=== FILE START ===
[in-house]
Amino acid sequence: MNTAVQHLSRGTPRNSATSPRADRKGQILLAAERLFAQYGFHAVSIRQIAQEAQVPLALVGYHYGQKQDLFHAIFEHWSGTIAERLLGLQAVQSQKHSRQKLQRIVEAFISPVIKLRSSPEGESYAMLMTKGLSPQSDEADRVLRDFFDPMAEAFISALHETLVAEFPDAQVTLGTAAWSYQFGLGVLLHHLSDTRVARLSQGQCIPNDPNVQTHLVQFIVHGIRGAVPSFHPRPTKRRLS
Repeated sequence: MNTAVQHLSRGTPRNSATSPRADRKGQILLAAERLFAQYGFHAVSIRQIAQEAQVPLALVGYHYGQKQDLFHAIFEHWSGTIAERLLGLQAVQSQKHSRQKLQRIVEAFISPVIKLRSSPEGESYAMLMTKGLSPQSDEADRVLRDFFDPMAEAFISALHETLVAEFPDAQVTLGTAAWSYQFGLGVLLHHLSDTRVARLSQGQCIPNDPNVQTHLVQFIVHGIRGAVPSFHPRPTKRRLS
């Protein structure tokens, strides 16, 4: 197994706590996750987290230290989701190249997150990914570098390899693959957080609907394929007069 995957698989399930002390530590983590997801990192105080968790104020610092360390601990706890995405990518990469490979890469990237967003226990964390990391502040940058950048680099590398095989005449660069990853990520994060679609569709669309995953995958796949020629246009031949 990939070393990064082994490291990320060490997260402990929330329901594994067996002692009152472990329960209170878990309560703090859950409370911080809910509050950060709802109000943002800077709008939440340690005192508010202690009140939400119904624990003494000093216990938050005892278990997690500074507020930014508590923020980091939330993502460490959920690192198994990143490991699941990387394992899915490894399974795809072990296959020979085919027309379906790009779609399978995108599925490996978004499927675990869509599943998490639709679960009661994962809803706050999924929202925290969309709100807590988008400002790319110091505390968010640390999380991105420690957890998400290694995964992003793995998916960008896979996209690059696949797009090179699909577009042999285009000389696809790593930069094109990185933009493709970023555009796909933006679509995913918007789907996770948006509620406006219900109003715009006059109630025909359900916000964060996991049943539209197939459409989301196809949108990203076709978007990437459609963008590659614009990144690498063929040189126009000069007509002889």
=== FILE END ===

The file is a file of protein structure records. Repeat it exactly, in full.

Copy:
[in-house]
Amino acid sequence: MNTAVQHLSRGTPRNSATSPRADRKGQILLAAERLFAQYGFHAVSIRQIAQEAQVPLALVGYHYGQKQDLFHAIFEHWSGTIAERLLGLQAVQSQKHSRQKLQRIVEAFISPVIKLRSSPEGESYAMLMTKGLSPQSDEADRVLRDFFDPMAEAFISALHETLVAEFPDAQVTLGTAAWSYQFGLGVLLHHLSDTRVARLSQGQCIPNDPNVQTHLVQFIVHGIRGAVPSFHPRPTKRRLS
Repeated sequence: MNTAVQHLSRGTPRNSATSPRADRKGQILLAAERLFAQYGFHAVSIRQIAQEAQVPLALVGYHYGQKQDLFHAIFEHWSGTIAERLLGLQAVQSQKHSRQKLQRIVEAFISPVIKLRSSPEGESYAMLMTKGLSPQSDEADRVLRDFFDPMAEAFISALHETLVAEFPDAQVTLGTAAWSYQFGLGVLLHHLSDTRVARLSQGQCIPNDPNVQTHLVQFIVHGIRGAVPSFHPRPTKRRLS
């Protein structure tokens, strides 16, 4: 197994706590996750987290230290989701190249997150990914570098390899693959957080609907394929007069 995957698989399930002390530590983590997801990192105080968790104020610092360390601990706890995405990518990469490979890469990237967003226990964390990391502040940058950048680099590398095989005449660069990853990520994060679609569709669309995953995958796949020629246009031949 990939070393990064082994490291990320060490997260402990929330329901594994067996002692009152472990329960209170878990309560703090859950409370911080809910509050950060709802109000943002800077709008939440340690005192508010202690009140939400119904624990003494000093216990938050005892278990997690500074507020930014508590923020980091939330993502460490959920690192198994990143490991699941990387394992899915490894399974795809072990296959020979085919027309379906790009779609399978995108599925490996978004499927675990869509599943998490639709679960009661994962809803706050999924929202925290969309709100807590988008400002790319110091505390968010640390999380991105420690957890998400290694995964992003793995998916960008896979996209690059696949797009090179699909577009042999285009000389696809790593930069094109990185933009493709970023555009796909933006679509995913918007789907996770948006509620406006219900109003715009006059109630025909359900916000964060996991049943539209197939459409989301196809949108990203076709978007990437459609963008590659614009990144690498063929040189126009000069007509002889």